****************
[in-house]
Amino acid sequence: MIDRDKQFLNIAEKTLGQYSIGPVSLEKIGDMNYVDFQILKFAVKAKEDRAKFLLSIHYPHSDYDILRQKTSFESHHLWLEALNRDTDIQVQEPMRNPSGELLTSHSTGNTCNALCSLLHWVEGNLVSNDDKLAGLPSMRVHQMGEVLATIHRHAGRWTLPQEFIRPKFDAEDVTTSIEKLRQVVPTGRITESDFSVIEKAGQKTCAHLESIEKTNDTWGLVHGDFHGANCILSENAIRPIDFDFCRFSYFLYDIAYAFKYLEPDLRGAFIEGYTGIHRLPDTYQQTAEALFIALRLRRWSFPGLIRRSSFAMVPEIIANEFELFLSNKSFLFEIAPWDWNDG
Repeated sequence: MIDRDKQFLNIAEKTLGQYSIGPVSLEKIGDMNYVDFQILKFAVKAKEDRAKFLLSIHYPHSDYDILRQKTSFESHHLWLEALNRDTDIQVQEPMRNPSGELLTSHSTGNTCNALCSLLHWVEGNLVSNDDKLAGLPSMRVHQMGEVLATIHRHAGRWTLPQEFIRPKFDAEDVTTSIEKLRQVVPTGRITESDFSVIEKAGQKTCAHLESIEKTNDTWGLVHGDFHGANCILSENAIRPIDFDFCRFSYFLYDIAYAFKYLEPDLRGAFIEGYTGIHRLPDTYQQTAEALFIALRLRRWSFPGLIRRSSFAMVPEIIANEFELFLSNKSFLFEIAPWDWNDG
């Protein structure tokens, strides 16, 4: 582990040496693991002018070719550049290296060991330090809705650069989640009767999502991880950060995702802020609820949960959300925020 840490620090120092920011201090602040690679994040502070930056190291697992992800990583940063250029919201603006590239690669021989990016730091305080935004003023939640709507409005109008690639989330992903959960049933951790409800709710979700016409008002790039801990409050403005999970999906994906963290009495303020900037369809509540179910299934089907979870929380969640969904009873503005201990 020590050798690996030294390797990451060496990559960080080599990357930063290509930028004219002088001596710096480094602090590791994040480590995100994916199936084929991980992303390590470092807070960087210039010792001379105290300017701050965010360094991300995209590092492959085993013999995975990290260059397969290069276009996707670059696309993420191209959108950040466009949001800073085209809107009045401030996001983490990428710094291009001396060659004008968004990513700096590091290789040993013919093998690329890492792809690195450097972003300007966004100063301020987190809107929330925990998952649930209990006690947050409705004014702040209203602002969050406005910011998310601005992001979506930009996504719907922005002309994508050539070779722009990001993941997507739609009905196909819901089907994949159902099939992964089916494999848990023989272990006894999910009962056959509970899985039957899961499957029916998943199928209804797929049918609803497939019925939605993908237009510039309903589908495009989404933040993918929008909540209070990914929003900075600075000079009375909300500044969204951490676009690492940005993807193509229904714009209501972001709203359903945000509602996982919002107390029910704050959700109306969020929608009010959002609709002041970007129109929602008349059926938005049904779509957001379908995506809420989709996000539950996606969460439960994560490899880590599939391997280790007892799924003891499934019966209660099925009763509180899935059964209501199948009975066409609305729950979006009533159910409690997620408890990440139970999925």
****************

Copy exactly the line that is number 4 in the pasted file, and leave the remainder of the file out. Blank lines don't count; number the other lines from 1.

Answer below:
């Protein structure tokens, strides 16, 4: 582990040496693991002018070719550049290296060991330090809705650069989640009767999502991880950060995702802020609820949960959300925020 840490620090120092920011201090602040690679994040502070930056190291697992992800990583940063250029919201603006590239690669021989990016730091305080935004003023939640709507409005109008690639989330992903959960049933951790409800709710979700016409008002790039801990409050403005999970999906994906963290009495303020900037369809509540179910299934089907979870929380969640969904009873503005201990 020590050798690996030294390797990451060496990559960080080599990357930063290509930028004219002088001596710096480094602090590791994040480590995100994916199936084929991980992303390590470092807070960087210039010792001379105290300017701050965010360094991300995209590092492959085993013999995975990290260059397969290069276009996707670059696309993420191209959108950040466009949001800073085209809107009045401030996001983490990428710094291009001396060659004008968004990513700096590091290789040993013919093998690329890492792809690195450097972003300007966004100063301020987190809107929330925990998952649930209990006690947050409705004014702040209203602002969050406005910011998310601005992001979506930009996504719907922005002309994508050539070779722009990001993941997507739609009905196909819901089907994949159902099939992964089916494999848990023989272990006894999910009962056959509970899985039957899961499957029916998943199928209804797929049918609803497939019925939605993908237009510039309903589908495009989404933040993918929008909540209070990914929003900075600075000079009375909300500044969204951490676009690492940005993807193509229904714009209501972001709203359903945000509602996982919002107390029910704050959700109306969020929608009010959002609709002041970007129109929602008349059926938005049904779509957001379908995506809420989709996000539950996606969460439960994560490899880590599939391997280790007892799924003891499934019966209660099925009763509180899935059964209501199948009975066409609305729950979006009533159910409690997620408890990440139970999925």